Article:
Profit centers, by definition, are really not quite like independent firms. Profit centers do not incorporate allocation of invested capital and appropriate cost of such capital. Where the profit-center concept for control purposes is extended to include such items, the result is known as an investment center. Investment centers may be thought of as profit centers with the addition of an asset base. Investment center is the ultimate extension of the responsibility idea. It is a center in which the head of the center is held responsible for the use of the assets as well as revenues and expenses. In other words, he is expected to earn a satisfactory return on the assets employed in his responsibility center. However, the selection of the appropriate asset base can present difficulties.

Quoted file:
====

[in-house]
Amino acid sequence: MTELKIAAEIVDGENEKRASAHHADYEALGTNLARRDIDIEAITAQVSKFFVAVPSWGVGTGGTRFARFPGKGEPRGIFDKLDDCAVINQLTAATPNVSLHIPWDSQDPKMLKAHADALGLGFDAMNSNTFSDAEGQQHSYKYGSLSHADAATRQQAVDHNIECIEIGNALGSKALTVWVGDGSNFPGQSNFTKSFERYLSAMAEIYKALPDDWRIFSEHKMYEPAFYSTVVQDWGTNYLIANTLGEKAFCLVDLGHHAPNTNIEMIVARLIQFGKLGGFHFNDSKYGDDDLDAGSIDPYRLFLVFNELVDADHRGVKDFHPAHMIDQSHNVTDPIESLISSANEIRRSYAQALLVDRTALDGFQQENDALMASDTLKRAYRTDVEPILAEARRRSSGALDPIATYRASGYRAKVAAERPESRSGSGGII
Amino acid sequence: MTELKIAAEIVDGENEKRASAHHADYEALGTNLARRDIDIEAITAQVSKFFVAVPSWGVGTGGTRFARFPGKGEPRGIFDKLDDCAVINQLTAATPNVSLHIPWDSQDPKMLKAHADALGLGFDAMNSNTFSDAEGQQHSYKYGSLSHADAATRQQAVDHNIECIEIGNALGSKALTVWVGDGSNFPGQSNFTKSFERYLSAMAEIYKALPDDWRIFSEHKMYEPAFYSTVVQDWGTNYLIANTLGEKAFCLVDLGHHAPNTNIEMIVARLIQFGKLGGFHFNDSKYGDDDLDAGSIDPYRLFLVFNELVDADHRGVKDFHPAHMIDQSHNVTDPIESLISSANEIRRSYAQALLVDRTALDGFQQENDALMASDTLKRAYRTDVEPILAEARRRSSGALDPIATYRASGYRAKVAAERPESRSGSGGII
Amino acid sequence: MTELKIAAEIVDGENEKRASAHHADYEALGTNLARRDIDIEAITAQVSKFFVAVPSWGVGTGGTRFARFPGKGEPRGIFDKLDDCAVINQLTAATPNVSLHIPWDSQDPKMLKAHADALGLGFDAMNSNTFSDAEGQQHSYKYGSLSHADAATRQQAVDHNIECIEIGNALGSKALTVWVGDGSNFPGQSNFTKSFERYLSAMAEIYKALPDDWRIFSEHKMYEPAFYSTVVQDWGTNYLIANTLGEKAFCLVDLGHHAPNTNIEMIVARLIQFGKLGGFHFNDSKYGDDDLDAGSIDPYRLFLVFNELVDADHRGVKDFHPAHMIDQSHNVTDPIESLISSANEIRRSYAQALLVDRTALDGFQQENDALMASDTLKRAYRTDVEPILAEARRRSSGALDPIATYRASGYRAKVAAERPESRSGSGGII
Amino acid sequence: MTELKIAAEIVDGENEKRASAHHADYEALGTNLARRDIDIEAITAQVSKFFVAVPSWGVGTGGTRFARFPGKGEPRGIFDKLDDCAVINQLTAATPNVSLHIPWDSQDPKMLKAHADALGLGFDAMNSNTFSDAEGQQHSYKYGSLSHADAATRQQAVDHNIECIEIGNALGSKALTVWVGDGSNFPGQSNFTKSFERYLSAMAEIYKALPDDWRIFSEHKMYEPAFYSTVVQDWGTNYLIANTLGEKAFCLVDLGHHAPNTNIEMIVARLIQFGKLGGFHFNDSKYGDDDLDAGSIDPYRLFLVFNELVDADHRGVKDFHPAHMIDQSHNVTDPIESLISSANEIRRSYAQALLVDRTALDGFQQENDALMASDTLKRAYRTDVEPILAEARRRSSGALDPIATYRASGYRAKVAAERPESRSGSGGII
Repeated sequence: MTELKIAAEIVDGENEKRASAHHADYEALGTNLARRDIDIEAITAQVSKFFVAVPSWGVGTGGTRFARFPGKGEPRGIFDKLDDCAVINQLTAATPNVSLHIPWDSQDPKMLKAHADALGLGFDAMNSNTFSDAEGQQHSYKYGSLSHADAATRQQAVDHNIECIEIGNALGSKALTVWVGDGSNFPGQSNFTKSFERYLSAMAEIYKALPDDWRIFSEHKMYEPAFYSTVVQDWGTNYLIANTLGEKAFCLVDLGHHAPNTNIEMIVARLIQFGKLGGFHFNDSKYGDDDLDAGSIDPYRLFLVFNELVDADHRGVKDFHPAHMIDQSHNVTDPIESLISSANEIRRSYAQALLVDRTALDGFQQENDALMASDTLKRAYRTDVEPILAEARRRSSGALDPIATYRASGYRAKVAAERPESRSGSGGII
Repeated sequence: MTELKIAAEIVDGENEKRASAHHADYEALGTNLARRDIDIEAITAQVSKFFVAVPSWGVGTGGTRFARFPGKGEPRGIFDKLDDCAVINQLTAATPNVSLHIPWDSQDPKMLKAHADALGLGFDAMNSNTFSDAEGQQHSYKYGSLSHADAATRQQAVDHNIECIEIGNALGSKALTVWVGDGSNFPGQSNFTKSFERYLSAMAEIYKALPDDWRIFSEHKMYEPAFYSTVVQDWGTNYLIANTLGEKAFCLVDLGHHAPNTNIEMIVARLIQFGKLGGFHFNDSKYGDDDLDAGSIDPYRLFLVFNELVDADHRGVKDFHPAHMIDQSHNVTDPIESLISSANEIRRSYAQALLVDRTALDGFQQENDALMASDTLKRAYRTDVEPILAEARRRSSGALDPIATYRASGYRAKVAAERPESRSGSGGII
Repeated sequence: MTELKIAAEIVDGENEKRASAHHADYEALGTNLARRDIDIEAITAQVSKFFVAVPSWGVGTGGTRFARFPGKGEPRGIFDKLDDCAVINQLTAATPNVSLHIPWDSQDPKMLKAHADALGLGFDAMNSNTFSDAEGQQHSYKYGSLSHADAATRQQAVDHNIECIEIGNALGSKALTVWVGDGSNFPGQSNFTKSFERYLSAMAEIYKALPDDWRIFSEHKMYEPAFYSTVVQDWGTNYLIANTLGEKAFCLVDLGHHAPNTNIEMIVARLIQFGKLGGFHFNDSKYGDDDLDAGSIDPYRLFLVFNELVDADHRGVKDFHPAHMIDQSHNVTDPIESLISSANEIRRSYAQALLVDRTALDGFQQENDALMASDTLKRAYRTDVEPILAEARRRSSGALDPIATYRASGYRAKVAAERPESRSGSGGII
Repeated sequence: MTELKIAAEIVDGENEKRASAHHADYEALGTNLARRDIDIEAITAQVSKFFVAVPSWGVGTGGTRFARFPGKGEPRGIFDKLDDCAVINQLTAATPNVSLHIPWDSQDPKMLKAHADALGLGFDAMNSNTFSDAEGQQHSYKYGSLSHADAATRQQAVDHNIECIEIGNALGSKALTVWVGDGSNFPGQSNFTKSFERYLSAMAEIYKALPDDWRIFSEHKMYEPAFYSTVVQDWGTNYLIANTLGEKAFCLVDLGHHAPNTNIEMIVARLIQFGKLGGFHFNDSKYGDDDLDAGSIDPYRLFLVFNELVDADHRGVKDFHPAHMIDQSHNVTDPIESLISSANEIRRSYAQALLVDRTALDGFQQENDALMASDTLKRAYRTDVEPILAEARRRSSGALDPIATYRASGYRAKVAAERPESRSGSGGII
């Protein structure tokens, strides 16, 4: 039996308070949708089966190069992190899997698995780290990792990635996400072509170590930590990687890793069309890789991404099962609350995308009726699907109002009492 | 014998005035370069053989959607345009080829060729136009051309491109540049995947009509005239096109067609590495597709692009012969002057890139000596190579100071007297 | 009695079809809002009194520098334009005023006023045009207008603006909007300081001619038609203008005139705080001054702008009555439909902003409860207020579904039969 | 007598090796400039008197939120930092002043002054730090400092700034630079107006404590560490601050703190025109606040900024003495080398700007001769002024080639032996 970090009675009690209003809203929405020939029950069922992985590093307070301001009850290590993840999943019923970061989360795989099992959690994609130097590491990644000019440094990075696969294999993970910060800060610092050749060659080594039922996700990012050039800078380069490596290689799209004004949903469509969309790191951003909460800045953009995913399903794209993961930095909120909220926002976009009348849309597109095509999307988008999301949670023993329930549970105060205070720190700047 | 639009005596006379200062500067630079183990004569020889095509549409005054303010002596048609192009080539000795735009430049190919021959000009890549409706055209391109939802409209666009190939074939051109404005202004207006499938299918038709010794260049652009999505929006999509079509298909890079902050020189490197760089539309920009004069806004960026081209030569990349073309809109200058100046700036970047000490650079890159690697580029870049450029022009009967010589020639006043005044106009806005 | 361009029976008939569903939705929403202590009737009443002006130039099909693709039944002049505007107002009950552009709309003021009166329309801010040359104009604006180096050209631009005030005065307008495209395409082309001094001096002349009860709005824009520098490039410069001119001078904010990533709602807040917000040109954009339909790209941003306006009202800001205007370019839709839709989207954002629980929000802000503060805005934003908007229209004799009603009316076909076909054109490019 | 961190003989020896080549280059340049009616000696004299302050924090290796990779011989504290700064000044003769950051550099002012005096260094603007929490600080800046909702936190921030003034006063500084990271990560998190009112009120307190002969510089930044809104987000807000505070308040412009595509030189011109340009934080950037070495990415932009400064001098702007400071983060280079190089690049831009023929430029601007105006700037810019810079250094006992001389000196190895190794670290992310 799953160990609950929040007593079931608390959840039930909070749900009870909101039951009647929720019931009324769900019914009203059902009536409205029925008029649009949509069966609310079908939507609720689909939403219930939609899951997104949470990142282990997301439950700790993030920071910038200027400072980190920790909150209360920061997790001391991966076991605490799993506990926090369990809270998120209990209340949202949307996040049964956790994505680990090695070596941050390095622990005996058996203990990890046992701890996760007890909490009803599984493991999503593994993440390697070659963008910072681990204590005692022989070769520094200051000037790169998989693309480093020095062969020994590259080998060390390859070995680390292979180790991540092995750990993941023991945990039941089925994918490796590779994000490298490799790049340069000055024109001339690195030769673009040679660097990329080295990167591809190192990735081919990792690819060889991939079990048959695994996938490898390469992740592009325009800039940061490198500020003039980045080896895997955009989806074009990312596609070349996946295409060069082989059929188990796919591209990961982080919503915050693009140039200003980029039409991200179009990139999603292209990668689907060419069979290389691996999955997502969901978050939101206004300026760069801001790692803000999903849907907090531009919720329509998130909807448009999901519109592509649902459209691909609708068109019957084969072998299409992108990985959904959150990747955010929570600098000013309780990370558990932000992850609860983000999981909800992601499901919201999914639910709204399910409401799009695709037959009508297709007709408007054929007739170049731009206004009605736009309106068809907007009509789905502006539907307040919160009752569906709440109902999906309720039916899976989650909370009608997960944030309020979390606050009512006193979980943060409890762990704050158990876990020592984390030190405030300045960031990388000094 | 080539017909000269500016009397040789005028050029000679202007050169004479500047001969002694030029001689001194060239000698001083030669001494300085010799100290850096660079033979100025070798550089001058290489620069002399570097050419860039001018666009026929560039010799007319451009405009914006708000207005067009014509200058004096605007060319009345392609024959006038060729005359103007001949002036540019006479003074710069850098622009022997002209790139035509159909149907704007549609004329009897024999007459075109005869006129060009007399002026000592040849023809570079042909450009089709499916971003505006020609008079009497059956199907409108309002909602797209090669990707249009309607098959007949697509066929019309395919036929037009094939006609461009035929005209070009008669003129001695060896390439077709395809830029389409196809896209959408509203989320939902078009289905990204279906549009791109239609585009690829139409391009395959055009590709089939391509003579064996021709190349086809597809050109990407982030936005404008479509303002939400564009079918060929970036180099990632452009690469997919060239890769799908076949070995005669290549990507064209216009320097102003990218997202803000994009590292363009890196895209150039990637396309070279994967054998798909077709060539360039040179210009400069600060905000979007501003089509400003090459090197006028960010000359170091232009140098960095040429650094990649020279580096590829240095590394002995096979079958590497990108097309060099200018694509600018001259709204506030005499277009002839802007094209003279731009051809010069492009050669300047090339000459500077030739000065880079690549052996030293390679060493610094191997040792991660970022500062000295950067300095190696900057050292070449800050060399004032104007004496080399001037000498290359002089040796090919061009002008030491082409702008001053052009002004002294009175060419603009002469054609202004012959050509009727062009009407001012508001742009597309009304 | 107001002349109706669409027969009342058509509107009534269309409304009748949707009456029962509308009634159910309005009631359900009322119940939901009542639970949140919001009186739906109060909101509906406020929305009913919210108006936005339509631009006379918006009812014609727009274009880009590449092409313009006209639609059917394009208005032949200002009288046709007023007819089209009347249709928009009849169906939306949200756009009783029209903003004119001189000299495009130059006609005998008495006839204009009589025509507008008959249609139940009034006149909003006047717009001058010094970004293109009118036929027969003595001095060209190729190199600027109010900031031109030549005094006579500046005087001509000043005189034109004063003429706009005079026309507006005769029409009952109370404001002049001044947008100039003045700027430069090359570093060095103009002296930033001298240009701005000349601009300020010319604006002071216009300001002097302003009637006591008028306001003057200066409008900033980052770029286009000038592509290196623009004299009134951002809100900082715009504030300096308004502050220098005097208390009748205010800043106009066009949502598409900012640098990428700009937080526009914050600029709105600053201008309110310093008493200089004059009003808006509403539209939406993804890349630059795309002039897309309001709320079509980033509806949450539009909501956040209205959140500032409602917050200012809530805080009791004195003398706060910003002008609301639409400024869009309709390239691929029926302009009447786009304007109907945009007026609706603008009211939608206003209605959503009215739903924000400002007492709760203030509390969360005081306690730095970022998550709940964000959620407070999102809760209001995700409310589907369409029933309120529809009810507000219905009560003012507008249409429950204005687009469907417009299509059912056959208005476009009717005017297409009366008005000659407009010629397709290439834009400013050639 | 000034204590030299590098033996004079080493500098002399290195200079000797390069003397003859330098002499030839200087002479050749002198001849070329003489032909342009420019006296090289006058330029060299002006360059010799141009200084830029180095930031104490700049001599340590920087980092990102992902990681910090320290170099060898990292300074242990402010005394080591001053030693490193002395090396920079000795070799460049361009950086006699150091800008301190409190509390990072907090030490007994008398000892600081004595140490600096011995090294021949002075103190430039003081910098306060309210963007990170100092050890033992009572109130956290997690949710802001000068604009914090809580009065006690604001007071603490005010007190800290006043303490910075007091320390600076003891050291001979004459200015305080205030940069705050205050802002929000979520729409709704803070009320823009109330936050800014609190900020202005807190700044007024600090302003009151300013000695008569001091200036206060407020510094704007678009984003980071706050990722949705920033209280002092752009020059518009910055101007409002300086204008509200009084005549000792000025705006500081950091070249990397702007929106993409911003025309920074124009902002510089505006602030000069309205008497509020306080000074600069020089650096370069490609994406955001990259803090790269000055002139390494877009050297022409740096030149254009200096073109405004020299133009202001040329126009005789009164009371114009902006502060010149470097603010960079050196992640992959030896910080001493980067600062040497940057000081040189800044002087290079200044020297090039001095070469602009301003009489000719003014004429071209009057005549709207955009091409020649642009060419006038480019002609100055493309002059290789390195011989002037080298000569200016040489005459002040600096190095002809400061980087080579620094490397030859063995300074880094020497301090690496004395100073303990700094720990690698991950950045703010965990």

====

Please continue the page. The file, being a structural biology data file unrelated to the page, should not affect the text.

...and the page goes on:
Three fundamental questions must be resolved in arriving at an asset base appropriate for a particular investment center:
- Which assets should be included? (directly identifiable a-monetary assets or productive assets)
- How should the assets selected be measured? (book value or replacement cost or original cost)
- Should the base be assets or net assets? (owner’s investment assets employed)
Essentially, the issued of whom assets should be included involves the choice between all assets directly and indirectly involved in the investment center’s activities and only these productive assets that are currently in use. Firms that establish investment enters for control purposes rarely decentralize the management of cash, receivables and marketable securities. Also, certain fixed capacity assets may be commonly or jointly used with other investment centers, and therefore, not really be controllable.